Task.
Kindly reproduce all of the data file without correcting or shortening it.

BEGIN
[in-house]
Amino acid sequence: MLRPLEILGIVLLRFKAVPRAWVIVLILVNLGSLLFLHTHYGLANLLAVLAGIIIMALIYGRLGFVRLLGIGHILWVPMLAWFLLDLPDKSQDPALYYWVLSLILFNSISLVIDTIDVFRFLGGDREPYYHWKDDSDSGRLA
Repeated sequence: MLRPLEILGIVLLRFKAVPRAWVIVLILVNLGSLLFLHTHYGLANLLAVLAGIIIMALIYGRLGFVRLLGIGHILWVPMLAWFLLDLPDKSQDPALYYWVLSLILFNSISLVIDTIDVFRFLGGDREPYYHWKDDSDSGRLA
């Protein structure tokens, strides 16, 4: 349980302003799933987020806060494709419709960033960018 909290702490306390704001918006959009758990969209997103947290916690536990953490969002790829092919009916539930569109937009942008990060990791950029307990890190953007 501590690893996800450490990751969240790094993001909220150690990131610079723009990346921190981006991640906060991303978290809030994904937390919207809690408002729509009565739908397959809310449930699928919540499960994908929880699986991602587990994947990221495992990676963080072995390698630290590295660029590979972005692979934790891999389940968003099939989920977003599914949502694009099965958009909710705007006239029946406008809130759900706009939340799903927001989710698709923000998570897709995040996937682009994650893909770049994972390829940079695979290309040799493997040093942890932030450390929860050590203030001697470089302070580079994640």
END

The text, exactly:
[in-house]
Amino acid sequence: MLRPLEILGIVLLRFKAVPRAWVIVLILVNLGSLLFLHTHYGLANLLAVLAGIIIMALIYGRLGFVRLLGIGHILWVPMLAWFLLDLPDKSQDPALYYWVLSLILFNSISLVIDTIDVFRFLGGDREPYYHWKDDSDSGRLA
Repeated sequence: MLRPLEILGIVLLRFKAVPRAWVIVLILVNLGSLLFLHTHYGLANLLAVLAGIIIMALIYGRLGFVRLLGIGHILWVPMLAWFLLDLPDKSQDPALYYWVLSLILFNSISLVIDTIDVFRFLGGDREPYYHWKDDSDSGRLA
């Protein structure tokens, strides 16, 4: 349980302003799933987020806060494709419709960033960018 909290702490306390704001918006959009758990969209997103947290916690536990953490969002790829092919009916539930569109937009942008990060990791950029307990890190953007 501590690893996800450490990751969240790094993001909220150690990131610079723009990346921190981006991640906060991303978290809030994904937390919207809690408002729509009565739908397959809310449930699928919540499960994908929880699986991602587990994947990221495992990676963080072995390698630290590295660029590979972005692979934790891999389940968003099939989920977003599914949502694009099965958009909710705007006239029946406008809130759900706009939340799903927001989710698709923000998570897709995040996937682009994650893909770049994972390829940079695979290309040799493997040093942890932030450390929860050590203030001697470089302070580079994640």